Words by Eric Twardzik. Illustrations by Luis Tinoco.
It’s tough to be a topcoat. What was once a staple of every man’s wardrobe has been mothballed to near obscurity, and is today found chiefly in thrift shops, black-and-white movies, and the back of your father’s closet. But before the topcoat goes the way of the hat (a moment of silence), the case for its defense—and re-adoption—must be made.
To understand the topcoat’s change of fortune, consider the suit. The suit isn’t in danger of extinction, but the days when most Americans wore a suit-and-tie to the job are long gone. Today only a handful of staid occupations require their practitioners to don the suit each day.
Because the topcoat was designed to be worn on top of a suit jacket, our cultural shift to casual dress nixed its status as a necessity. And when something is no longer a necessity, it becomes a luxury.
And that’s a shame. Because the modern trend toward dressing down doesn’t mean that topcoats must always be serious or stuffy. Now that the link between suit and topcoat has been broken, topcoats can be designed and worn in more ways than ever before.
Unlike inherently casual items like puffer vests and peacoats, topcoats have a tailored heritage and look. This gives them an extra degree of styling versatility, meaning they can dress up the very items that are dressing them down.
As an example, imagine a typical fall combination: a pair of jeans and a flannel shirt. Throw a parka on top of them, and nothing about the combination changes the way the jeans, shirt, or parka will be perceived. But opt for a topcoat instead, and an instant reaction happens. Now the same pair of jeans and flannel shirt suddenly appear more polished when worn under your tailored outerwear, making the whole outfit more appropriate for a dinner date or an office happy hour.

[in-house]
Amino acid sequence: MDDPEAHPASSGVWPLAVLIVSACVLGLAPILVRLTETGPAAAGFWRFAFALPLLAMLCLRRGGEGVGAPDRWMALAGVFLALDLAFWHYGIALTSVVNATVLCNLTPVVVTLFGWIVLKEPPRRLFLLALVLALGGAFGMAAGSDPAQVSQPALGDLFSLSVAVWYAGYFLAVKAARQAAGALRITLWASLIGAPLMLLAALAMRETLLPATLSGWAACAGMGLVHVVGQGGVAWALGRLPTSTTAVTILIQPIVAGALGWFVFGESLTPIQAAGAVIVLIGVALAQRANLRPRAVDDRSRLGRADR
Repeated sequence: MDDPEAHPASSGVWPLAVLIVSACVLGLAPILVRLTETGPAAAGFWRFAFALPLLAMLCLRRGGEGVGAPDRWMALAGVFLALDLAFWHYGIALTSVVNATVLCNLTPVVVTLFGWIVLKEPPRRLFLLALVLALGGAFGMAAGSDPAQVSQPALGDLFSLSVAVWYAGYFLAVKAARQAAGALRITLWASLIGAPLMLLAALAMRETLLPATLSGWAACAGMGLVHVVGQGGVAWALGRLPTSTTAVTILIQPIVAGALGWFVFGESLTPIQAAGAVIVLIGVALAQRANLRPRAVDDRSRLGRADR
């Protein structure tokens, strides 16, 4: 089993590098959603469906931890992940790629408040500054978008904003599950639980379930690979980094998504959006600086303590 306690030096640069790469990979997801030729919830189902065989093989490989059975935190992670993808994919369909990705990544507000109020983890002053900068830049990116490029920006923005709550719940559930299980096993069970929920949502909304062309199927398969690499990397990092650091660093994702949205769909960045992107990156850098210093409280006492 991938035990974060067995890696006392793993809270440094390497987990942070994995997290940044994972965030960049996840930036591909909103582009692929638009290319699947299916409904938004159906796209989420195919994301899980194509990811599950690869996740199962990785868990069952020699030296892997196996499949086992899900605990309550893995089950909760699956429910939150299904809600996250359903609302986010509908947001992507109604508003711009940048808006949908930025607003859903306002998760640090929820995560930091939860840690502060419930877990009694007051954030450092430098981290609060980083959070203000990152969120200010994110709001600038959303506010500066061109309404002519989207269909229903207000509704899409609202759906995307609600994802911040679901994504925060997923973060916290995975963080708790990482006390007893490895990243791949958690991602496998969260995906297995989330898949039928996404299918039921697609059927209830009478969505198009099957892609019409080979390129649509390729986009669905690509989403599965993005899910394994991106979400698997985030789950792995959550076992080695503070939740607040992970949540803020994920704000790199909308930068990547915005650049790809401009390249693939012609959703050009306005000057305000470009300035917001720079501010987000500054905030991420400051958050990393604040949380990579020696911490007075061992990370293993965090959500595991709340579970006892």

And the effect works both ways. The jeans and flannel shirt also change the way the topcoat is perceived, making it appear more casual. This contrast assures that it will never look too dressed-up, keeping it laidback enough for any Sunday brunch or back porch beer session that comes your way.
It’s also important to note that the topcoats of today aren’t what your grandfather would have worn. In response to today’s casual norms, they’re often shorter, slimmer, and less structured than their more formal ancestors. They can be found in more interesting fabrics, bolder patterns, and more colors as well.
There’s one last trick in the topcoat’s repertoire that I’d like to point out, and it takes us right back to where we started: the topcoat goes great with a suit. Because after all, even the most casual among us will someday have cause to wear a suit—and it never hurts to be prepared.